Let me be clear. I am not an artist. From the beginning of this blog, I have not meant to portray myself as a good, much less great, cook. What I am is a person who likes puzzles and projects. That’s how I think of cookbooks and cooking magazines. The recipes in them present challenging puzzles to solve. Even the best cookbook writer’s recipes are not transparent. To a degree all instructions need interpretation. Interpreting interests me.
But whenever I am in Europe, I am humbled. It’s not that the cooking and food is better than I can find in the States. I am humbled whenever I am caught without my cooking reference books, my own equipment, and ingredients that I know intimately. To put it succinctly, I never cook well when I am in Europe. In all the years I’ve been coming to Europe annually, I have never made a dish as well and as satisfying as I have at home.
Until this morning, I have had my London friends, Ann and Jonathan and their two year-old Ava, to visit me here in the flat I rent in Bordeaux. The flat is spacious, comfortable, and situated right on the Garonne, which I see at this moment out the large windows. We decided to eat in during their visit. I was in charge of the dinner on Saturday. We bought fresh wild mushrooms — girolles — and fresh pasta at an Italian shop, créme fraiche, frissée lettuce and smoked bacon for a salad, and cheese to conclude the meal. The meal was a disaster. The frissée salad with bacon and fried egg did not please, although the smoked bacon was very tasty. The mushrooms had grit in them, the pasta was thick and made from some kind of flour that was totally unsuited to pasta, and the sea salt was too salty. Horrible. None of us could finish it. What a discouraging meal.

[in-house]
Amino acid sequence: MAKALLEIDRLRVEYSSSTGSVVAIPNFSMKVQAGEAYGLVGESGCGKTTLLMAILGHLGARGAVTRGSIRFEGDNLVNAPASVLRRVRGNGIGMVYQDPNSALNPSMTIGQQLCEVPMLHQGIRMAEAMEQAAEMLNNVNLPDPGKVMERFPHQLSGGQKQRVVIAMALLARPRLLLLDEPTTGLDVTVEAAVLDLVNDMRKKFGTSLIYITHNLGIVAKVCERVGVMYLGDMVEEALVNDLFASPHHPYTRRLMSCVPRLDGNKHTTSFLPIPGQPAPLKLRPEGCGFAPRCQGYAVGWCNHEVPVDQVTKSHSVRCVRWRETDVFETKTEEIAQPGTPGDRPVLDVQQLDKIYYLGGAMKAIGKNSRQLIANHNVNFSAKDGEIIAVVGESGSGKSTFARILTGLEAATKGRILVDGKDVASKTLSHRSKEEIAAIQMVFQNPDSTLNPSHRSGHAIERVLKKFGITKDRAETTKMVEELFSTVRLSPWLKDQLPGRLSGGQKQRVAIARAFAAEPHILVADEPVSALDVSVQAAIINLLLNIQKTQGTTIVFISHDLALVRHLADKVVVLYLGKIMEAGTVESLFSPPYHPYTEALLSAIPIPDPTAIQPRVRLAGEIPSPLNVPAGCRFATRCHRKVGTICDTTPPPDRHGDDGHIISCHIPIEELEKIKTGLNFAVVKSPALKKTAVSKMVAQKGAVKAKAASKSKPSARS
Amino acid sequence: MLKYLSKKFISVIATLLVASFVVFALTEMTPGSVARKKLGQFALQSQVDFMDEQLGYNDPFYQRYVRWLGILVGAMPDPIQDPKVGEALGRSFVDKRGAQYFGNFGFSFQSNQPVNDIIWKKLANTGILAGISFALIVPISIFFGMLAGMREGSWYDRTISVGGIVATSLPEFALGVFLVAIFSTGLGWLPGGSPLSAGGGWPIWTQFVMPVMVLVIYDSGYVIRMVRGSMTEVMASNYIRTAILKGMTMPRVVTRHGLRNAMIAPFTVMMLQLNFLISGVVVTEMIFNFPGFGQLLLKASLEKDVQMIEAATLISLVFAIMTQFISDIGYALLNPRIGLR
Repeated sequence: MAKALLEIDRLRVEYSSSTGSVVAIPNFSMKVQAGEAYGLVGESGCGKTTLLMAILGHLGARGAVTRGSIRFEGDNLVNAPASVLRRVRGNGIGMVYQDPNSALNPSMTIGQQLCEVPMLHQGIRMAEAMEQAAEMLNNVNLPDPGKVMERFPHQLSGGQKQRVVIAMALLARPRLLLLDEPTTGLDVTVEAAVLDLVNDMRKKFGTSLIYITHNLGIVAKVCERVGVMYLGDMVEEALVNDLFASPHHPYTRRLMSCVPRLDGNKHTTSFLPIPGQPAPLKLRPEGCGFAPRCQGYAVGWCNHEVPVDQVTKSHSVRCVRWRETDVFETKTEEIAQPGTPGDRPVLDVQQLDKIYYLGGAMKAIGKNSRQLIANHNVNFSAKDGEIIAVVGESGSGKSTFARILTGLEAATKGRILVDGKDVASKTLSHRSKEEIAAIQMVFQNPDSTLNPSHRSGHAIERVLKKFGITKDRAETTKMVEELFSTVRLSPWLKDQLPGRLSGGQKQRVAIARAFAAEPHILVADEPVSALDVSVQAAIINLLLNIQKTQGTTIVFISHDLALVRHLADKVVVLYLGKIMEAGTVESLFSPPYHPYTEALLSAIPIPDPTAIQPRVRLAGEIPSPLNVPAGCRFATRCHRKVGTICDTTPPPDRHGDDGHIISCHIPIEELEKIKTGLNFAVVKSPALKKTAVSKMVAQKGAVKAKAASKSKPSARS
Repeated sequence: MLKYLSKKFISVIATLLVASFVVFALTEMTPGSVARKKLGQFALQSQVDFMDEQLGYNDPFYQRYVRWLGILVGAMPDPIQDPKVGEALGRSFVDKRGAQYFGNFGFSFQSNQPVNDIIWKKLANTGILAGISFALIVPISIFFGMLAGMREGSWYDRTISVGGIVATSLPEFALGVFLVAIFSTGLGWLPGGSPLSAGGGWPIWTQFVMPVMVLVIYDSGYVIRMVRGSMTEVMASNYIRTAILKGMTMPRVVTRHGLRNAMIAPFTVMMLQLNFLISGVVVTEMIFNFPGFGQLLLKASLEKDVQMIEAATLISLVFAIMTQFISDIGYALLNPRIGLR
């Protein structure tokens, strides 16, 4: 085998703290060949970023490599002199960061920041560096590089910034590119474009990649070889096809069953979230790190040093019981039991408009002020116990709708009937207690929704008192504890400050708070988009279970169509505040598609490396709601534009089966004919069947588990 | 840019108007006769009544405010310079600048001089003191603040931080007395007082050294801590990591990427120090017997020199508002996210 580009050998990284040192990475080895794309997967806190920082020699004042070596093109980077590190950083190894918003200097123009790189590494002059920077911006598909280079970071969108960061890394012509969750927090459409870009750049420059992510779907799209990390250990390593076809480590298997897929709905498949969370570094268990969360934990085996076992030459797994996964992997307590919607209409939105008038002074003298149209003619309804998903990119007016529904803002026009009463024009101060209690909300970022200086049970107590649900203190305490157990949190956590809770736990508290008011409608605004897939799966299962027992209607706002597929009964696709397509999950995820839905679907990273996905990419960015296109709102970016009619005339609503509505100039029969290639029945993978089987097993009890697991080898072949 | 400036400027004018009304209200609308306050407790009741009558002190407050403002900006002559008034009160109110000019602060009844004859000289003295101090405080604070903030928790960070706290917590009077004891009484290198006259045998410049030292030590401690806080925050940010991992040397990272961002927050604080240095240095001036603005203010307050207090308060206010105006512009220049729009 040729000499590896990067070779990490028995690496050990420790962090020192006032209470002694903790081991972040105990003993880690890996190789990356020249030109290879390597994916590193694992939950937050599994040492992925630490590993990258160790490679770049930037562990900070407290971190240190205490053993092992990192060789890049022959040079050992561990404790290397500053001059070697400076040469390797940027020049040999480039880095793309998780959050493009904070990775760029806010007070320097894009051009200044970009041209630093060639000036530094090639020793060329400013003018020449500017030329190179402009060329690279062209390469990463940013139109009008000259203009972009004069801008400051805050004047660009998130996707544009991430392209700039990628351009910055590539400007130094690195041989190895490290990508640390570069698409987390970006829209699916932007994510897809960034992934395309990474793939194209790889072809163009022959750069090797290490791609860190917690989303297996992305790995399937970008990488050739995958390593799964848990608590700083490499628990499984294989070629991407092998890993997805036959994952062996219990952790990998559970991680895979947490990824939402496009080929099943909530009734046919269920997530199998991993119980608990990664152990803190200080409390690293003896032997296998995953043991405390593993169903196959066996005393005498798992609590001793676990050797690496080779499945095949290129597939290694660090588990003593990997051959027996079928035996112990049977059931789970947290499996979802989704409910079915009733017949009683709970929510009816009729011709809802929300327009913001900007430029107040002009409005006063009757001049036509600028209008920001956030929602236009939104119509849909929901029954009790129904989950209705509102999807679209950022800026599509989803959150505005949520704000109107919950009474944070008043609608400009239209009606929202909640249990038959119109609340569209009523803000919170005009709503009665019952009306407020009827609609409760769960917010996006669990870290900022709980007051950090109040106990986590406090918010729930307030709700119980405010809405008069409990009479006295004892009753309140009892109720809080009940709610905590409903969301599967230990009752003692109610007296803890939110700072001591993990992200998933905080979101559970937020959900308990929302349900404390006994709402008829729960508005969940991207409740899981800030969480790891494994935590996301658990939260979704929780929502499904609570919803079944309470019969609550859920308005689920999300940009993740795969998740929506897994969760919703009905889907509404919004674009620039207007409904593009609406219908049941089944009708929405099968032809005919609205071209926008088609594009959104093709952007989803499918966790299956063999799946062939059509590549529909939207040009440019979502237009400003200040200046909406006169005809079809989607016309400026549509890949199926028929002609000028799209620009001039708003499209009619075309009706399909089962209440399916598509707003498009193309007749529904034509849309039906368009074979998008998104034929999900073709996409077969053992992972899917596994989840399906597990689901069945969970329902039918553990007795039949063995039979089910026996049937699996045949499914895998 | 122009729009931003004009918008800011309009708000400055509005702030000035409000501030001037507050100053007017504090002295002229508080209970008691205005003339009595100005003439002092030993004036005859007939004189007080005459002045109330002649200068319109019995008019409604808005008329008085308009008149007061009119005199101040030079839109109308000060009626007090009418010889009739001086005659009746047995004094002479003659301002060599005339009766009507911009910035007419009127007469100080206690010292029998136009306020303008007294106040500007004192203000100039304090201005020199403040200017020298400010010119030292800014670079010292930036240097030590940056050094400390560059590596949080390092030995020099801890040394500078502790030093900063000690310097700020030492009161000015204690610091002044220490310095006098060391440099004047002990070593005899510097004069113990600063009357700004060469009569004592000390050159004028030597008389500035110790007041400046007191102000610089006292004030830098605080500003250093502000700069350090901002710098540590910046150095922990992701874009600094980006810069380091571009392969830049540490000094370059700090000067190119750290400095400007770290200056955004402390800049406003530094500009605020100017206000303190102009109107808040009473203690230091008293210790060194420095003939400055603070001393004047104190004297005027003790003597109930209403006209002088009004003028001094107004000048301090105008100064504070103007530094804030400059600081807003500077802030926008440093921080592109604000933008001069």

My friends are artists. For example, Jonathan is the only person I know who knows how to make cakes without following a recipe. He follows his fancy when he cooks. In years past, he has invented Thai soups, smoked-tea duck, mostly cuts of meat sautéed and served with fascinatingly reduced sauces that always have ingredients that makes you ask, “what is that?”
On Sunday, we went to the marvelous open-air market along the river, where Jonathan and Ann bought two large duck breasts, watercress, baby zucchini, a light frothy ball of fresh chèvre, plums, a fat slice of terrine de foie gras, raspberries, and thyme-scented honey. Somewhere along the way, we sat at a small table and slurped down a dozen oysters.
That night, Ann and I stayed out of the kitchen and Jonathan went to work. He produced pan-seared duck breasts with a sauce made of fresh raspberries and wine, roasted baby zucchini stuffed with a little chèvre, foie gras on little square toasts (to replace the potatoes that Ann and I were supposed to buy but didn’t because of a miscommunication). What a meal! Two-year old Ava did what the adults felt too constrained by propriety to do: she licked her plate.
There is a lesson to be learned. I should wean myself from my cookbooks — a little.